In the Lede
In a Dear Colleague, House Speaker
Nancy Pelosi (D-CA) indicated that she has requested
that the House Rules
Committee "explore the possibility of a rule
that advances both the budget resolution and the bipartisan
infrastructure package" through a single procedural vote that
would set up a vote on final passage of the $1 trillion bipartisan
infrastructure package, while also paving the way for Congress to
consider the $3.5 trillion bill to advance – via the
reconciliation process requiring a simple
majority – Democratic health, education, and
environmental priorities. Speaker Pelosi's efforts follows
a letter from nine moderate Democrats who
warned that they "will not consider voting for a budget
resolution until the bipartisan Infrastructure Investment and Jobs
Act passes the House and is signed into law." With a
three-seat majority, Democrats cannot afford to lose the support of
the moderate Democrats – nor the support of members of
the Progressive Caucus, the majority of whom
have also warned that they will not support the bipartisan package
unless the House acts first on the reconciliation package. The
House is returning the week of August 23rd to consider the
"Democrats' Build Back Better agenda via reconciliation as
soon as possible", according to Rep. Pelosi's Dear
Colleague, with the goal of completing a draft of the $3.5 trillion
package by September 15. In a joint statement responding to the Dear
Colleague from Speaker Pelosi, the nine moderate Democrats stated
that "while we appreciate the forward procedural movement on
the bipartisan infrastructure agreement, our view remains
consistent: We should vote first on the Bipartisan Infrastructure
Framework without delay and then move to immediate consideration of
the budget resolution."
As part of his Build Back Better agenda, the President released an outline of his plan to reduce the cost of prescription drugs, including calling on Congress to address the crisis and allow Medicare to negotiate drug prices. Specifically, the President's plan includes:
- Allowing Medicare to negotiate the price for a subset of expensive drugs that don't face any competition in the market. Under the Biden plan, Medicare negotiators would be provided a framework for what constitutes a fair price for each drug, and there would be incentives to make sure drug companies agree to a reasonable price.
- Making other needed reforms to lower prices, including penalizing drug companies that raise their prices faster than inflation and establishing cap on the amount Medicare beneficiaries – particularly those who take expensive drugs – have to pay out-of-pocket for drugs each year.
- Building on existing progress to lower the cost of prescription drugs, which include an executive order last month calling on each agency to improve competition, increase wages, and reduce prices—including for prescription drugs.
In addition, the federal government will be working with states and Tribes to import safe, lower-cost prescription drugs from Canada, while accelerating the development and uptake of generic and biosimilar drugs that give patients the same exact clinical benefit but at a lower cost. The Administration argued that implementing the proposed reforms would lower premiums and copays for millions of Americans – in which insulin prices could fall by hundreds of dollars on average and the price for some arthritis medicines might fall by more than $2,000 every month. According to the Administration, seniors taking an expensive cancer drug could see their out of pocket costs fall by at least $9,000 a year, while others who don't take expensive drugs could also see their premiums cut. On average, Medicare beneficiaries would save about $200.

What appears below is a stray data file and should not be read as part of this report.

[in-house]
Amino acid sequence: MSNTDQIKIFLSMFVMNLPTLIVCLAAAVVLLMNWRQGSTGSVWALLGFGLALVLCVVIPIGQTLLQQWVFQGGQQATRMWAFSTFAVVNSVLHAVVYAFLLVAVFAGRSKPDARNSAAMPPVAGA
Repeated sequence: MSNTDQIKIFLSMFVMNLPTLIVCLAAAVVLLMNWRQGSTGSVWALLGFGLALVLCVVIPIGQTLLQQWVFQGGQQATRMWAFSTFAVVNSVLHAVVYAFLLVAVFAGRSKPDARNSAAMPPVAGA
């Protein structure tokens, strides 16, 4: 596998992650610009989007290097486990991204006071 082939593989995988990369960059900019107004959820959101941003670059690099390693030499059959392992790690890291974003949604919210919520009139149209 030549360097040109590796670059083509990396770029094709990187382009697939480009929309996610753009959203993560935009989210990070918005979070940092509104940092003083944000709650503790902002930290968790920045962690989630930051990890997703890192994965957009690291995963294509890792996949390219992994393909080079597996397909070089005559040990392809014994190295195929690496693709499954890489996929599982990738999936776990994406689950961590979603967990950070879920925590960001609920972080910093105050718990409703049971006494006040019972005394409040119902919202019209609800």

On the Hill
Senate Finance Committee Chairman Ron Wyden (D-OR) and Aging Committee Chairman Bob Casey (D-PA) introduced legislation, the Nursing Home Improvement and Accountability Act, to update federal nursing home policy to improve quality of care and oversight. According to the sponsors, the bill would modernize nursing homes by filling gaps in staffing, transparency, accountability, oversight and the structure and culture of facilities. Specifically, the bill would require nursing homes to meet minimum staffing standards, ensure a Registered Nurse (RN) is available 24 hours a day, require a full-time infection control and prevention specialist and provide additional resources through Medicaid to support these care and staffing improvements and raise wages. The bill also includes provisions to increase transparency and accountability by improving data collection, providing better information to residents and their families and enhancing the effectiveness of state surveys. Among the major provisions, the bill would:
- Require the Secretary of Health and Human Services (HHS) to conduct a study on staffing within three years (and every five years thereafter) to determine minimum staffing levels of Registered Nurses (RNs), Licensed Practical Nurses (LPNs) or Licensed Vocational Nurses (LVNs), and Certified Nursing Assistants (CNAs) that are needed in nursing homes for purposes of providing quality care; and following completion of the first report, the bill requires the Secretary to use the findings from the report to set minimum staffing requirements (and update, as appropriate) in skilled nursing facilities (SNFs) and nursing facilities (NFs) for RNs, LPNs/LVNs, and CNAs within five years;
- Provide temporary additional federal resources through Medicaid to increase wages and support the recruitment and retention of staff, as well as support improvements in resident care;
- Require all nursing homes use the services of an infection prevention and control specialist no less than 40 hours per week;
- Give the Secretary the authority to issue penalties to nursing homes that submit inaccurate staffing information through the Payroll Based Journal staffing database;